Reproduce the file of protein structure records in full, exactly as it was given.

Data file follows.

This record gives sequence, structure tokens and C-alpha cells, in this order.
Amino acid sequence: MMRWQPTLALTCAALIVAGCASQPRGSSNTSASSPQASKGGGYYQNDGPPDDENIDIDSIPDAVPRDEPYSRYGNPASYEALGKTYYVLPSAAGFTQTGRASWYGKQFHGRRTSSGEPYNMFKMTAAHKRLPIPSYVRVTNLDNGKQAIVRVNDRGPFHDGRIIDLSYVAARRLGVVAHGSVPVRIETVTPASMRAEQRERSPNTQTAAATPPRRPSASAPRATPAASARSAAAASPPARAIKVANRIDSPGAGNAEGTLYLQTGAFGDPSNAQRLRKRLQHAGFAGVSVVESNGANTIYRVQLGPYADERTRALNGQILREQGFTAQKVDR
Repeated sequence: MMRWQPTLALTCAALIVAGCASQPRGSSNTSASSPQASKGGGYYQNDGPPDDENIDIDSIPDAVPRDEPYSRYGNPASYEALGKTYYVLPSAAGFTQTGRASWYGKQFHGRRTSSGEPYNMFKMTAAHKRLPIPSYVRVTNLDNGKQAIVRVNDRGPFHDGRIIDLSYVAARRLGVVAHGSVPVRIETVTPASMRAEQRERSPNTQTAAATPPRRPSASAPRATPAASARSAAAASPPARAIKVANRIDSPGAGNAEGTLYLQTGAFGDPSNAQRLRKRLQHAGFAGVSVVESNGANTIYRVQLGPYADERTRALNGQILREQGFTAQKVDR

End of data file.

This record gives sequence, structure tokens and C-alpha cells, in this order.
Amino acid sequence: MMRWQPTLALTCAALIVAGCASQPRGSSNTSASSPQASKGGGYYQNDGPPDDENIDIDSIPDAVPRDEPYSRYGNPASYEALGKTYYVLPSAAGFTQTGRASWYGKQFHGRRTSSGEPYNMFKMTAAHKRLPIPSYVRVTNLDNGKQAIVRVNDRGPFHDGRIIDLSYVAARRLGVVAHGSVPVRIETVTPASMRAEQRERSPNTQTAAATPPRRPSASAPRATPAASARSAAAASPPARAIKVANRIDSPGAGNAEGTLYLQTGAFGDPSNAQRLRKRLQHAGFAGVSVVESNGANTIYRVQLGPYADERTRALNGQILREQGFTAQKVDR
Repeated sequence: MMRWQPTLALTCAALIVAGCASQPRGSSNTSASSPQASKGGGYYQNDGPPDDENIDIDSIPDAVPRDEPYSRYGNPASYEALGKTYYVLPSAAGFTQTGRASWYGKQFHGRRTSSGEPYNMFKMTAAHKRLPIPSYVRVTNLDNGKQAIVRVNDRGPFHDGRIIDLSYVAARRLGVVAHGSVPVRIETVTPASMRAEQRERSPNTQTAAATPPRRPSASAPRATPAASARSAAAASPPARAIKVANRIDSPGAGNAEGTLYLQTGAFGDPSNAQRLRKRLQHAGFAGVSVVESNGANTIYRVQLGPYADERTRALNGQILREQGFTAQKVDR